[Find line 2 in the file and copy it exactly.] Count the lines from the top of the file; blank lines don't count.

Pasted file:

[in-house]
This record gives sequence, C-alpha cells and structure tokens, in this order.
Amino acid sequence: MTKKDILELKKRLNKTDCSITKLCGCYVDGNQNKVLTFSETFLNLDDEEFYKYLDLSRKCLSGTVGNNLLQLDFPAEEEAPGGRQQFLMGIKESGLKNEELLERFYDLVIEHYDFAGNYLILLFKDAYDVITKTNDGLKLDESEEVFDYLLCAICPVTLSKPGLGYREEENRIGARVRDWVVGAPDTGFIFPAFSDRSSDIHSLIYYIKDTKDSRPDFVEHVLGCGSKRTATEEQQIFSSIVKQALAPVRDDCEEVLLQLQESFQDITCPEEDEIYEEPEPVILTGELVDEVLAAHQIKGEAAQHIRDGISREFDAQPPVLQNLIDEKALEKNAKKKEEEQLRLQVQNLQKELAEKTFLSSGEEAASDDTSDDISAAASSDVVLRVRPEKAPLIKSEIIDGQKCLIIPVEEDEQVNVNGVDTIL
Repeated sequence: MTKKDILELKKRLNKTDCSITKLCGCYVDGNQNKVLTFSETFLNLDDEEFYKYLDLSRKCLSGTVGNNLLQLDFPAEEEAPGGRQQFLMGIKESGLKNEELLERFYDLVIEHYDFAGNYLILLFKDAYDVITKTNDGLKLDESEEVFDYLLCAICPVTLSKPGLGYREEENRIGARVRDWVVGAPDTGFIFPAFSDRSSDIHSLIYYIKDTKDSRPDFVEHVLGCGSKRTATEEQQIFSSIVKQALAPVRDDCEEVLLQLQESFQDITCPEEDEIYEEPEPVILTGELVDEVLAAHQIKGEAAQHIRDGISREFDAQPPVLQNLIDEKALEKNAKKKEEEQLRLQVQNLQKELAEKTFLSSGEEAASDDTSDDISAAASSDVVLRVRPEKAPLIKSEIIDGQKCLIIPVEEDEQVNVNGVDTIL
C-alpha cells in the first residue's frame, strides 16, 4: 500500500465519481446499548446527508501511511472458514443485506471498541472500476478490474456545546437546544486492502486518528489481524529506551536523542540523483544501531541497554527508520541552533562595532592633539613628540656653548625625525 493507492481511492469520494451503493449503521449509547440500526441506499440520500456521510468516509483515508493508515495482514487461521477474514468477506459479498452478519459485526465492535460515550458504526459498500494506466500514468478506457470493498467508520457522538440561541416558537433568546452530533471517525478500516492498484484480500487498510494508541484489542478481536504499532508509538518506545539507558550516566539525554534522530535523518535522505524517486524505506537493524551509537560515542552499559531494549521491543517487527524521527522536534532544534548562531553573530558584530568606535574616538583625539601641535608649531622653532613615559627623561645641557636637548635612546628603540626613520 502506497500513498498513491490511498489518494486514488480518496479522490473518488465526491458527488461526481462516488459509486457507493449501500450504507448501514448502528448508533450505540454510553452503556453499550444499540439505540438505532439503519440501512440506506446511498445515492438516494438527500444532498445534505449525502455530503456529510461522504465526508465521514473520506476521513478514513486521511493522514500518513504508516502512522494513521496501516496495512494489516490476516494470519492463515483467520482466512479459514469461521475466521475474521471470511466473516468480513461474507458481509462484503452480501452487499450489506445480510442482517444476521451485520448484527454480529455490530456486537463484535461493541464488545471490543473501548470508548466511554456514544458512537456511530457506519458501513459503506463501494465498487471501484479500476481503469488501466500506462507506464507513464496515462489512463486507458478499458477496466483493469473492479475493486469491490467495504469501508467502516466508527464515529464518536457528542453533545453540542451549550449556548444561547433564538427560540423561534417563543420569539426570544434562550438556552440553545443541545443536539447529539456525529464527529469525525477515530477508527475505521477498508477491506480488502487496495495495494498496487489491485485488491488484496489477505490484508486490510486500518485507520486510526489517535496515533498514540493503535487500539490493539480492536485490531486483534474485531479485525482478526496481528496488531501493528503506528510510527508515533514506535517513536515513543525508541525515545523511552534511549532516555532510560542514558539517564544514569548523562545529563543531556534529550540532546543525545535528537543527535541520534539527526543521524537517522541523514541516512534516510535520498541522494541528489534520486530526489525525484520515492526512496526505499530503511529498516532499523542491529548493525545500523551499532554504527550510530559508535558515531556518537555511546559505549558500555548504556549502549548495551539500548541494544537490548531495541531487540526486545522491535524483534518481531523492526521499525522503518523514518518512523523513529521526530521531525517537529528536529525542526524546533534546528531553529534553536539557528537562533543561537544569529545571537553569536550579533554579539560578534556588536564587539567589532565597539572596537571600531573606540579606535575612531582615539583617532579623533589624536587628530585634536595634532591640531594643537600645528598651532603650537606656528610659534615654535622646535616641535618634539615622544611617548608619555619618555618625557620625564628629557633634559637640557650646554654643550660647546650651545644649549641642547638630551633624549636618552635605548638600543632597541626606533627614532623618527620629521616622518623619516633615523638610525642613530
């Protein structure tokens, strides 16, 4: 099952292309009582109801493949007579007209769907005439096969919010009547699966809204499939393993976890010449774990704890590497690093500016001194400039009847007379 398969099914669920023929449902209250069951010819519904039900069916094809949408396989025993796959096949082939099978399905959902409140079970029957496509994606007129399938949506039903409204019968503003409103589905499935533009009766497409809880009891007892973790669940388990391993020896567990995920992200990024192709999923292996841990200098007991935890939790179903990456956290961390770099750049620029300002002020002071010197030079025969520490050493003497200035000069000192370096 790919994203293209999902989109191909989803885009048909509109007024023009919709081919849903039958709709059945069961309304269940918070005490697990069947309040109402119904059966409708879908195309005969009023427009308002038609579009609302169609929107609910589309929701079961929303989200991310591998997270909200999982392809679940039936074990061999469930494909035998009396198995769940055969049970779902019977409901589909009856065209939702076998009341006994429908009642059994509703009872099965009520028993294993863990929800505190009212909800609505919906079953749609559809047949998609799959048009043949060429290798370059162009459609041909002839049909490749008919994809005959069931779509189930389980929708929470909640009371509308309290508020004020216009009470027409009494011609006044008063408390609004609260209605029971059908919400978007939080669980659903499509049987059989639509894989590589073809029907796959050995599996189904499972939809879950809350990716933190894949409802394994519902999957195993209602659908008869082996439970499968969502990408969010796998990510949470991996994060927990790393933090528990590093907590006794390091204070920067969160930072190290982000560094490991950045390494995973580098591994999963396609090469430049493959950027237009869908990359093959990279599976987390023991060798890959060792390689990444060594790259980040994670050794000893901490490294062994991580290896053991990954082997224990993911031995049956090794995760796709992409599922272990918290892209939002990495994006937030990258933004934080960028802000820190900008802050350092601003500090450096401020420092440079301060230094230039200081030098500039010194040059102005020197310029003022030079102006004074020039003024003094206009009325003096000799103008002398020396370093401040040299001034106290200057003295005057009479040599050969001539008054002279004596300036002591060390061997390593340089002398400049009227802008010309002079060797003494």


This record gives sequence, C-alpha cells and structure tokens, in this order.